Let’s say you have to interact with another system that is out of your control and uses another method to encrypt data. A method that will most certainly not match the above-described sequence and probably not use all of the steps either.
The Encryption library allows you to change how its encryption and decryption processes work, so that you can easily tailor a custom solution for such situations.
It is possible to use the library in this way, without setting an encryption_key in your configuration file.
All you have to do is to pass an associative array with a few parameters to either the
decrypt() method. Here’s an example:
// Assume that we have $ciphertext, $key and $hmac_key // from on outside source $message = $this->encryption->decrypt( $ciphertext, array( 'cipher' => 'blowfish', 'mode' => 'cbc', 'key' => $key, 'hmac_digest' => 'sha256', 'hmac_key' => $hmac_key ) );
In the above example, we are decrypting a message that was encrypted using the Blowfish cipher in CBC mode and authenticated via a SHA-256 HMAC.
Note that both ‘key’ and ‘hmac_key’ are used in this example. When using custom parameters, encryption and HMAC keys are not derived like the default behavior of the library is.
Below is a list of the available options.
However, unless you really need to and you know what you are doing, we advise you to not change the encryption process as this could impact security, so please do so with caution.
|Option||Default value||Mandatory / Optional||Description|
|cipher||N/A||Yes||Encryption algorithm (see Supported encryption ciphers and modes).|
|mode||N/A||Yes||Encryption mode (see Encryption modes).|
|hmac||TRUE||No||Whether to use a HMAC. Boolean. If set to FALSE, then hmac_digest and hmac_key will be ignored.|
|hmac_digest||sha512||No||HMAC message digest algorithm (see Supported HMAC authentication algorithms).|
|hmac_key||N/A||Yes, unless hmac is FALSE||HMAC key.|
|raw_data||FALSE||No||Whether the cipher-text should be raw. Boolean. If set to TRUE, then Base64 encoding and decoding will not be performed and HMAC will not be a hexadecimal string.|
decrypt() will return FALSE if a mandatory parameter is not provided or if a provided value is incorrect. This includes hmac_key, unless hmac is set to FALSE.
For HMAC message authentication, the Encryption library supports usage of the SHA-2 family of algorithms:
|Algorithm||Raw length (bytes)||Hex-encoded length (bytes)|
The reason for not including other popular algorithms, such as MD5 or SHA1 is that they are no longer considered secure enough and as such, we don’t want to encourage their usage. If you absolutely need to use them, it is easy to do so via PHP’s native hash_hmac() function.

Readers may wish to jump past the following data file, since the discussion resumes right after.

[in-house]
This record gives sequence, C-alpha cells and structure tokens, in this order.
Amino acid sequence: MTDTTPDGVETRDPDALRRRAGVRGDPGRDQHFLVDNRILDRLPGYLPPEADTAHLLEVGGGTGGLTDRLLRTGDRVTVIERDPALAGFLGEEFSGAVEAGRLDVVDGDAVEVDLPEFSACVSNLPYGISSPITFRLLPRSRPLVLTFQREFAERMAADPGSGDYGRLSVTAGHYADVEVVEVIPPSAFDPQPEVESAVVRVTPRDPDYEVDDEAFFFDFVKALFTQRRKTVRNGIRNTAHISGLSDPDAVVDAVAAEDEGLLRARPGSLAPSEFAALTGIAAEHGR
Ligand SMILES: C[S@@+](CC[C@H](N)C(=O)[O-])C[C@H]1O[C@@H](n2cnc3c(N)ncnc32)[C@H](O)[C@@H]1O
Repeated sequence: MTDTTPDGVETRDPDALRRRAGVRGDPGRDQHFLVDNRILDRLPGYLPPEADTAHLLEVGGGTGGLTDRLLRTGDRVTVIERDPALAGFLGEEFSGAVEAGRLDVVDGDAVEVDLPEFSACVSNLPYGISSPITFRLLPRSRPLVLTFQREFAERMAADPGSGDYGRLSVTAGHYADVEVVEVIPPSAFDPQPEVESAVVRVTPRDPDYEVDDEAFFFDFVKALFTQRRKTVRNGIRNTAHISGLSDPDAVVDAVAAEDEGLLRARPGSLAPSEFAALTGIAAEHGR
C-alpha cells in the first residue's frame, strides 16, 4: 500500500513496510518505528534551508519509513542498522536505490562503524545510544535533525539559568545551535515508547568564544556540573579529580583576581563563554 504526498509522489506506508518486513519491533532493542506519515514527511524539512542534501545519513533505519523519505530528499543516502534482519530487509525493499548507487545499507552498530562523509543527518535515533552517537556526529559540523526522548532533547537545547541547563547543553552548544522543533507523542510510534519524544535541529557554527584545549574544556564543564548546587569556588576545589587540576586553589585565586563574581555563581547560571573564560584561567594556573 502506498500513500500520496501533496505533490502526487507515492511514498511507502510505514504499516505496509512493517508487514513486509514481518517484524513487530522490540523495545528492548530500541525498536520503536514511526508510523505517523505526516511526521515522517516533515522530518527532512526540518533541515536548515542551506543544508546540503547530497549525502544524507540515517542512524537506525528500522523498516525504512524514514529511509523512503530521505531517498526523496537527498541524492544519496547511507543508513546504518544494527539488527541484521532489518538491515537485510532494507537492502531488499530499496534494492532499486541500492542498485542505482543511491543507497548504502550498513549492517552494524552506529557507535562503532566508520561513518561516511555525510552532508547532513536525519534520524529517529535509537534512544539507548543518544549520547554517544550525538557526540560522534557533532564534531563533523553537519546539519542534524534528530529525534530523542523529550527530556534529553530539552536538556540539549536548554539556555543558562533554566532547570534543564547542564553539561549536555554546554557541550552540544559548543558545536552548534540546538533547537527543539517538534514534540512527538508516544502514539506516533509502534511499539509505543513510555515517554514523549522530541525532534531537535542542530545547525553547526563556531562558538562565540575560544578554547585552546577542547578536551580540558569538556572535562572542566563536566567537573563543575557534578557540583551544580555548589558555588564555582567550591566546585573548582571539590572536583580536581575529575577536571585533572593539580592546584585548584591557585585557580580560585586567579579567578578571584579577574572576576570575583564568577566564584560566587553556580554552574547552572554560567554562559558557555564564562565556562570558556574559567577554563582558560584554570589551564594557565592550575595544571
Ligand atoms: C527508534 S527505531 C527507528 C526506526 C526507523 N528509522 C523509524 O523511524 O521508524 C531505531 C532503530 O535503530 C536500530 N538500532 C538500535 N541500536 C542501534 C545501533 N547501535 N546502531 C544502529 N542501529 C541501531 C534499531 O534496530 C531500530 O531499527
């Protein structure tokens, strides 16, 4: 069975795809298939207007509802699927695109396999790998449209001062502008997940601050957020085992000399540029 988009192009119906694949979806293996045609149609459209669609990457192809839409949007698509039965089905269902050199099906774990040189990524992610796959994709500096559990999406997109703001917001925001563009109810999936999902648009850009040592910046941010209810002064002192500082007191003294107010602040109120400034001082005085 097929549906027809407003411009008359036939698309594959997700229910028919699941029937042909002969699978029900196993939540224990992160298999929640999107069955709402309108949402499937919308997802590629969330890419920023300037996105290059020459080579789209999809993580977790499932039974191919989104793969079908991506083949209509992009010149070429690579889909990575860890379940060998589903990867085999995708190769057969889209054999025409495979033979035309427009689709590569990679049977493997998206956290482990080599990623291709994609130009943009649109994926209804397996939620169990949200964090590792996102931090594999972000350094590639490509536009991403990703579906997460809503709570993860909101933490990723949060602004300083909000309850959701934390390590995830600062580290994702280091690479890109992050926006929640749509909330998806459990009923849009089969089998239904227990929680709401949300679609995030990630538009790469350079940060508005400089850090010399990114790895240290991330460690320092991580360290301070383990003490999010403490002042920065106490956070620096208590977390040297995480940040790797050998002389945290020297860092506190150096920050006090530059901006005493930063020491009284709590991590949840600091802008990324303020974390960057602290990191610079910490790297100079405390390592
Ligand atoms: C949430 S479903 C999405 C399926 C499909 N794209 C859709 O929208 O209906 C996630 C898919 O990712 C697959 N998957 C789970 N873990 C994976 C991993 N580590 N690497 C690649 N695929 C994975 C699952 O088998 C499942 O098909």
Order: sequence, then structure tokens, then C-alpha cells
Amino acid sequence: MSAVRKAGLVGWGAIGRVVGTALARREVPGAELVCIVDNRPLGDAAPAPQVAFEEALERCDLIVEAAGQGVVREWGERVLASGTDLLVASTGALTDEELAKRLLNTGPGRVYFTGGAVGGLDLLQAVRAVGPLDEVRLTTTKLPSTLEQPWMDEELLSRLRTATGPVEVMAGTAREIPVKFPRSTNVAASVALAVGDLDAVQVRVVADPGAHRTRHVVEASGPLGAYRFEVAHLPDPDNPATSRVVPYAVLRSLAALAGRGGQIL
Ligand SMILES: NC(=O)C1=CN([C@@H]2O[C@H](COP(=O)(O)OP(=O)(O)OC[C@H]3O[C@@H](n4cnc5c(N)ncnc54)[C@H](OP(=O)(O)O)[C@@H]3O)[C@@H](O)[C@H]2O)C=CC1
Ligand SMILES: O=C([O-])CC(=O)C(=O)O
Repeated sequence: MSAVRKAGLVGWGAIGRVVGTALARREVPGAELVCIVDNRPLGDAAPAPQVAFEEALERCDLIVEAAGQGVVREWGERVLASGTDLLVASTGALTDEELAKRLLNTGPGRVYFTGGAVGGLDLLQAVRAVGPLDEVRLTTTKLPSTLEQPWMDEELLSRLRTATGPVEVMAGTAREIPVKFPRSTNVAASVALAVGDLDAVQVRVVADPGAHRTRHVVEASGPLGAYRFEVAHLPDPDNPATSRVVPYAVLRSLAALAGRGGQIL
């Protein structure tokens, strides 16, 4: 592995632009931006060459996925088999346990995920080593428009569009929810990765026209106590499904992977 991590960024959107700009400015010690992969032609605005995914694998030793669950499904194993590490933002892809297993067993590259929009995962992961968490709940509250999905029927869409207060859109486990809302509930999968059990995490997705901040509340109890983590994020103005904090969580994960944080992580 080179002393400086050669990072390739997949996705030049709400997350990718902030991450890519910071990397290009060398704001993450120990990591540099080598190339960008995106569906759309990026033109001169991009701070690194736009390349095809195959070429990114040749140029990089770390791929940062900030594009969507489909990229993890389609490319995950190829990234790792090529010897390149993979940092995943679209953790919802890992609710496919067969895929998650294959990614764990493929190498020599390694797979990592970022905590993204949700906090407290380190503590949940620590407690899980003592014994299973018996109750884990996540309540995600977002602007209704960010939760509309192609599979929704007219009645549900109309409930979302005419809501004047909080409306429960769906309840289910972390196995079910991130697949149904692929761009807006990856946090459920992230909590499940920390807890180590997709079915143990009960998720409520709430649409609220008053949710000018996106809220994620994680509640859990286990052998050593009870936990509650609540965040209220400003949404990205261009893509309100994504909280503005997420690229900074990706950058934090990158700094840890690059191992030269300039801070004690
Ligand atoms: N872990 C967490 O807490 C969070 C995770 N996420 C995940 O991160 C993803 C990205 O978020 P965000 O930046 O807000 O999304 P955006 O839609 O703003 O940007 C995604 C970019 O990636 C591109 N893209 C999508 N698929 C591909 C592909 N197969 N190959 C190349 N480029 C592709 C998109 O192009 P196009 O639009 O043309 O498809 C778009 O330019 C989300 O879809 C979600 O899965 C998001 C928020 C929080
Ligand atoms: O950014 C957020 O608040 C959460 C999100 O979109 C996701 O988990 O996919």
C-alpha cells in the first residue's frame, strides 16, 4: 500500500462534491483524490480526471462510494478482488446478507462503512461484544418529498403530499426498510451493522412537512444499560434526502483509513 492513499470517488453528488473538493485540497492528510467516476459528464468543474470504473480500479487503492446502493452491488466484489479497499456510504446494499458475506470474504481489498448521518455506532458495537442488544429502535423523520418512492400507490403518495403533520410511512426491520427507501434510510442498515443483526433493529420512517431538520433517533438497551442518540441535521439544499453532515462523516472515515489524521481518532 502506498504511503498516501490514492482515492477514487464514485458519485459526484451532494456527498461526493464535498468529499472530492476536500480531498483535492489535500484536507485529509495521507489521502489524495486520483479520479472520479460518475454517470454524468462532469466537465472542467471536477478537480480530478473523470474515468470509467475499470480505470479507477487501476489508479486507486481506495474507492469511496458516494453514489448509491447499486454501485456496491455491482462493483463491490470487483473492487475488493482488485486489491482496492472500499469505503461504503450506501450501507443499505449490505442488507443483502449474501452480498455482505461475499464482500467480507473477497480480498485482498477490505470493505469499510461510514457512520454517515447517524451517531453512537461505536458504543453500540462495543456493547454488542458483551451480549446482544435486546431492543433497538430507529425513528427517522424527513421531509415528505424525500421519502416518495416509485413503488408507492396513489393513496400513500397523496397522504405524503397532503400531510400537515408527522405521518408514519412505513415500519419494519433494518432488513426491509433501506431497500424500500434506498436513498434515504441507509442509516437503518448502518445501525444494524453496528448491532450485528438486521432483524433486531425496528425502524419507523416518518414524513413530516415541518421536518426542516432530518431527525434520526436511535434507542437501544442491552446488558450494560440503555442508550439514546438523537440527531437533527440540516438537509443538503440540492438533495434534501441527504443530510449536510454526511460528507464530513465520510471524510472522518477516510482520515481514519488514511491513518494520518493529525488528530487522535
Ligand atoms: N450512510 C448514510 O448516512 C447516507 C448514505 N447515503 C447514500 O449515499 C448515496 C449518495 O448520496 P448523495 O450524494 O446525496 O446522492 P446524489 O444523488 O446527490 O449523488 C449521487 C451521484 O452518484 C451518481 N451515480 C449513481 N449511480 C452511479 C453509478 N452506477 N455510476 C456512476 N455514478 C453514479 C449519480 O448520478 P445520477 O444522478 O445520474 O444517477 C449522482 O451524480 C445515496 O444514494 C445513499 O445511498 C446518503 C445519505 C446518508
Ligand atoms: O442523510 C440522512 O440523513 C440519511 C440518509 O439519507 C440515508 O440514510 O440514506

Stronger algorithms of course will be added in the future as they appear and become widely available.
CI_Encryption instance (method chaining)
Initializes (configures) the library to use a different driver, cipher, mode or key.
$this->encryption->initialize( array('mode' => 'ctr') );
Please refer to the Configuring the library section for detailed info.
encrypt($data[, $params = NULL])
Encrypted data or FALSE on failure
Encrypts the input data and returns its ciphertext.
$ciphertext = $this->encryption->encrypt('My secret message');
Please refer to the Using custom parameters section for information on the optional parameters.
decrypt($data[, $params = NULL])
Decrypted data or FALSE on failure
Decrypts the input data and returns it in plain-text.
Please refer to the Using custom parameters secrion for information on the optional parameters.
A pseudo-random cryptographic key with the specified length, or FALSE on failure
Creates a cryptographic key by fetching random data from the operating system’s sources (i.e. /dev/urandom).
hkdf($key[, $digest = 'sha512'[, $salt = NULL[, $length = NULL[, $info = '']]]])
A pseudo-random key or FALSE on failure
Derives a key from another, presumably weaker key.
This method is used internally to derive an encryption and HMAC key from your configured encryption_key.
It is publicly available due to its otherwise general purpose. It is described in RFC 5869.
However, as opposed to the description in RFC 5869, this implementation doesn’t support SHA1.
$hmac_key = $this->encryption->hkdf( $key, 'sha512', NULL, NULL, 'authentication' ); // $hmac_key is a pseudo-random key with a length of 64 bytes